Well, I don't know about everyone else but I just can't wrap my head around the fact that we are already in the month of April. Our USFSP students will be going on spring break in two weeks then the remainder of the semester will be completed online. This means that some of the students won’t be returning to campus until fall but our hope is to stay connected with them as best as possible so they don’t lose the integration they’ve established in our community. That being said, I think this introduction is a good segue into this week’s topic, the official first part of looking into the imperative features of a healthy and thriving church community.
The first trait that a church community needs to thrive is a solid network of individuals and even other churches. Now, this purpose of networking is not for the sake of building up one’s own power or influence, which is how this resource can oftentimes be used. On the contrary, C. Kavin Rowe and L. Gregory Jones mention in their book, Thriving Communities, how “The early churches maintained a remarkable level of interconnection, something that helped them form a common identity and purpose, even across ethnic and geographical borders.” Meaningful and intentional relationships that are established between churches are meant to encourage and build each other up in the body of Christ. Acts 9:31 gives an example of what the authors of Thriving Communities refer to. “Then the churches throughout all Judea, Galilee, and Samaria had peace and were edified. And walking in the fear of the Lord and in the comfort of the Holy Spirit, they were multiplied.”
Next, the second feature that is needed for a church community to thrive is visibility, meaning we need to live out our faith for everyone to see and know about. We are not called to keep our faith to ourselves as some might think. In fact, the early Christians believed that “to be “Christian” was by its nature a public confession and identity, so much so that the term “Christian” was applied first by outsiders to individuals belonging to a group that had a distinct, public identity….To the early Christians, being the church meant being a witness in the presence of and for the good of those around them.” (Rowe & Jones) Where is that kind of zeal now in the 21st century? It undoubtedly still exists among the unashamed faithful few, but how many people do we know claim to be Christians yet their actions contradict? Then again, there are even some Christians who even tend to be “overzealous” so to speak, and forget that it’s not their place to do the judging when someone commits an immoral sin. But that’s all for a later (and potentially more in-depth) discussion. The point of this matter is that we as the body of Christ are called to put our faith on public display so others can come to a saving knowledge of Him through the way we represent Him in our everyday lives. A prime example of publicly living out one’s faith for others to see, and even hear, is the story of Paul and Silas when they were in prison. “But at midnight Paul and Silas were praying and singing hymns to God, and the prisoners were listening to them….immediately, all the doors were opened and and everyone’s chains were loosed.” (Acts 16:25-26) Even in the midst of trial, these two men openly expressed their faith in God and their actions resulted in the salvation of the jailer.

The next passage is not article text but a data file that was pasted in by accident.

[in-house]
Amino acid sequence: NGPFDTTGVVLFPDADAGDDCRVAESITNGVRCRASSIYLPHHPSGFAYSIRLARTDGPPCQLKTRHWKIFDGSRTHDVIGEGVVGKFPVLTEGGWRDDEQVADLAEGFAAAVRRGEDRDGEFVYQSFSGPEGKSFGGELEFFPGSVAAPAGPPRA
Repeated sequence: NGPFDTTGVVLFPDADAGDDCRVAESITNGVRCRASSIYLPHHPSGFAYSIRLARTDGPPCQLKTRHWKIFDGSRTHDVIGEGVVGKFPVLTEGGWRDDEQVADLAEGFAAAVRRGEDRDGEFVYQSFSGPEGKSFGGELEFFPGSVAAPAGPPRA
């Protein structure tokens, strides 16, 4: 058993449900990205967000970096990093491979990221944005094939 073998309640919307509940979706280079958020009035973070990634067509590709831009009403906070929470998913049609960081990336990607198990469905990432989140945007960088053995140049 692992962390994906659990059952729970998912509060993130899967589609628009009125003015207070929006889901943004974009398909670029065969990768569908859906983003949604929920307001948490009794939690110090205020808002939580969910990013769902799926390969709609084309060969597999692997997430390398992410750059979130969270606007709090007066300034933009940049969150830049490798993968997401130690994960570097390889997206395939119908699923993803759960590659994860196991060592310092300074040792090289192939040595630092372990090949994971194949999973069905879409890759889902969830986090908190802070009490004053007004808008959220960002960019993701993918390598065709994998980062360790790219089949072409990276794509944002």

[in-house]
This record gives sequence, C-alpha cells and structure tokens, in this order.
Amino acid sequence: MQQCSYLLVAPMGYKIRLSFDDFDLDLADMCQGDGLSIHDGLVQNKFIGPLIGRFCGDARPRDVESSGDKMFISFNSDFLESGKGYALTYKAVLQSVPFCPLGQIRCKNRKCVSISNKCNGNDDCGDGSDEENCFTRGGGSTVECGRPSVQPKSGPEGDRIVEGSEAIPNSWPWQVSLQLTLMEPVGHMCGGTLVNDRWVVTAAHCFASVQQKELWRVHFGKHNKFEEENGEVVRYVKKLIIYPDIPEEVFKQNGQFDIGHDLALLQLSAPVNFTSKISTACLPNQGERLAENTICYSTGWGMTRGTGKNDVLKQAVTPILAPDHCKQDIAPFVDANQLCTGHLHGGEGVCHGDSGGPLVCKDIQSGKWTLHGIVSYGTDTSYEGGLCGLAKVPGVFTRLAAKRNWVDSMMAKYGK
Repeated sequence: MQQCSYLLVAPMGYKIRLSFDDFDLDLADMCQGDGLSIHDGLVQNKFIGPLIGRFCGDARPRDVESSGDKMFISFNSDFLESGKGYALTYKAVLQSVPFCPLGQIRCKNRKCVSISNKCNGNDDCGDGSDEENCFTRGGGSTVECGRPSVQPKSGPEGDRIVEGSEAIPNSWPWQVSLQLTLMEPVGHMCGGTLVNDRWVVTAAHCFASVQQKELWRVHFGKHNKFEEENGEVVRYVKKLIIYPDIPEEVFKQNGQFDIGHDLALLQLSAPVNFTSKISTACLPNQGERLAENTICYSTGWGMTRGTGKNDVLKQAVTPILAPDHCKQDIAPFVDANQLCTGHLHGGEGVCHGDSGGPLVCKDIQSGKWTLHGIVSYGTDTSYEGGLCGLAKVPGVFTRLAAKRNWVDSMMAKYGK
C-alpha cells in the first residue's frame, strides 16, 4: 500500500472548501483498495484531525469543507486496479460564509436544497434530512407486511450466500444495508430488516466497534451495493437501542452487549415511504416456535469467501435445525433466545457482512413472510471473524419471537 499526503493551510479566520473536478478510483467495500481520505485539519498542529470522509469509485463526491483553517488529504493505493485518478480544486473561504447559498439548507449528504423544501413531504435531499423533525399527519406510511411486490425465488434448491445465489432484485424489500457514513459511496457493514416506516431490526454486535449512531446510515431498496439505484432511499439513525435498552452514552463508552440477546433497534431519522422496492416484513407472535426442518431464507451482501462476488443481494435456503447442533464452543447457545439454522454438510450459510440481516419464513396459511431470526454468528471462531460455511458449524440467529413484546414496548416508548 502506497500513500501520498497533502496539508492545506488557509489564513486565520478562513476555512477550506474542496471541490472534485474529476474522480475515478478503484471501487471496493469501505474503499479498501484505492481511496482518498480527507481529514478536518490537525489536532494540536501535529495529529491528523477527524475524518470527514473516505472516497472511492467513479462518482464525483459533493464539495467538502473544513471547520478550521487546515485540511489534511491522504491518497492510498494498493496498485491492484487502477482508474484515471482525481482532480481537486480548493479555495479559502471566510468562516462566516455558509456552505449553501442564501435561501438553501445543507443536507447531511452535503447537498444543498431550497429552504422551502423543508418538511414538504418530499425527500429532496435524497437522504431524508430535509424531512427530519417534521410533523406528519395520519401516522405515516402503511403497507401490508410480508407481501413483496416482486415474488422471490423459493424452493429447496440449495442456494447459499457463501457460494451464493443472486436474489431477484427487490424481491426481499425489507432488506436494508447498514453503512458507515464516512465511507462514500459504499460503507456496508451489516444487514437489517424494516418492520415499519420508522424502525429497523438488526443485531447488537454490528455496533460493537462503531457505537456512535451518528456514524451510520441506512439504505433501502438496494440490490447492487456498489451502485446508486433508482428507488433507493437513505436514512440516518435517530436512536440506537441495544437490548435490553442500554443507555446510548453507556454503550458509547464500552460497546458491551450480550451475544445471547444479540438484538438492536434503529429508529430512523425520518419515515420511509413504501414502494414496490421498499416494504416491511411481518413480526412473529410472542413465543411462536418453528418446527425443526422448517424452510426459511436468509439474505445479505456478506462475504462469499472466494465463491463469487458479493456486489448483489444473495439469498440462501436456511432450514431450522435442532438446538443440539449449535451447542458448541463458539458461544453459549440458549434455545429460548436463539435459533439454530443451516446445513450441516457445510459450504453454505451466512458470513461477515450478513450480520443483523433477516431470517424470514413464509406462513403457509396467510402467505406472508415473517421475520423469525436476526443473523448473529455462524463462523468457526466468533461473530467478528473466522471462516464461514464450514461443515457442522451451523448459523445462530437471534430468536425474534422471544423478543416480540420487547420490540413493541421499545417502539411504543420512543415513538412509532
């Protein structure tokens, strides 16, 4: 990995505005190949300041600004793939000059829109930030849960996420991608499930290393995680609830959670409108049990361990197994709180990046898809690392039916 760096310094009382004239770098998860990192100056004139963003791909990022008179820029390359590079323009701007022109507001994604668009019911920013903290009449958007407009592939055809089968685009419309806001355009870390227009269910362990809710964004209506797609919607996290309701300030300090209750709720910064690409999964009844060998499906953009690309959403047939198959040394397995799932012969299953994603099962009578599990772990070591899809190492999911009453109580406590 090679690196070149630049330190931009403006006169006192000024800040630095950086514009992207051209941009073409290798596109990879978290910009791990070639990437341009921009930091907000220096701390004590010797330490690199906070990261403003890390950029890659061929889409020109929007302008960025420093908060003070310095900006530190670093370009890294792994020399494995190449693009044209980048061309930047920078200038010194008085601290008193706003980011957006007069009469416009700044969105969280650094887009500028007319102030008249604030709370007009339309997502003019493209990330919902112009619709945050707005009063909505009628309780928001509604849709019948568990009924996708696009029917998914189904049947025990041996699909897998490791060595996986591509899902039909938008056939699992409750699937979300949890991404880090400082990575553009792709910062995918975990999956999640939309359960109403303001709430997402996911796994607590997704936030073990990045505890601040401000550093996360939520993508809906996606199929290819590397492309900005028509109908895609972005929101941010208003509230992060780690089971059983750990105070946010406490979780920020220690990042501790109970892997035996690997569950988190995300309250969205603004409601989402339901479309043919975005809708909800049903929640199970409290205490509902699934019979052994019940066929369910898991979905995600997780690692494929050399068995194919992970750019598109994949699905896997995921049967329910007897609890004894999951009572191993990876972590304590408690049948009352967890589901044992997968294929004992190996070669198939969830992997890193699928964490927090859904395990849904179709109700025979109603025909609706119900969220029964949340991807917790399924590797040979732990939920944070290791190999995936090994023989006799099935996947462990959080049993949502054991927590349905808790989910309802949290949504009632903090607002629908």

As providence would have it, I believe I’ve maxed out my time and space on this week’s discussion. While my writing space is technically unlimited (as far as I’m aware), I understand that not everyone has enough time to read long, in-depth posts so I’ll wrap this up momentarily. Trust me, I’m doing my best to keep these blogs as short, simple and succinct as possible. Next week, I’ll pick back up with the third and fourth features and we’ll see what happens from there. In the meantime, my prayer for all of us going into the next week (as Easter Sunday is in a few days), that God will give us the power of His Spirit to openly express the hope and joy we have in His Son who conquered sin and death for all eternity. Have a blessed weekend!
I serve with CoMission full-time as the Executive Assistant. My role includes everything from bookkeeping to proofreading and now keeping this blog so you, our family of missionary servants, can stay updated on our latest happenings. Love y'all and hope y'all find this blog informative and encouraging.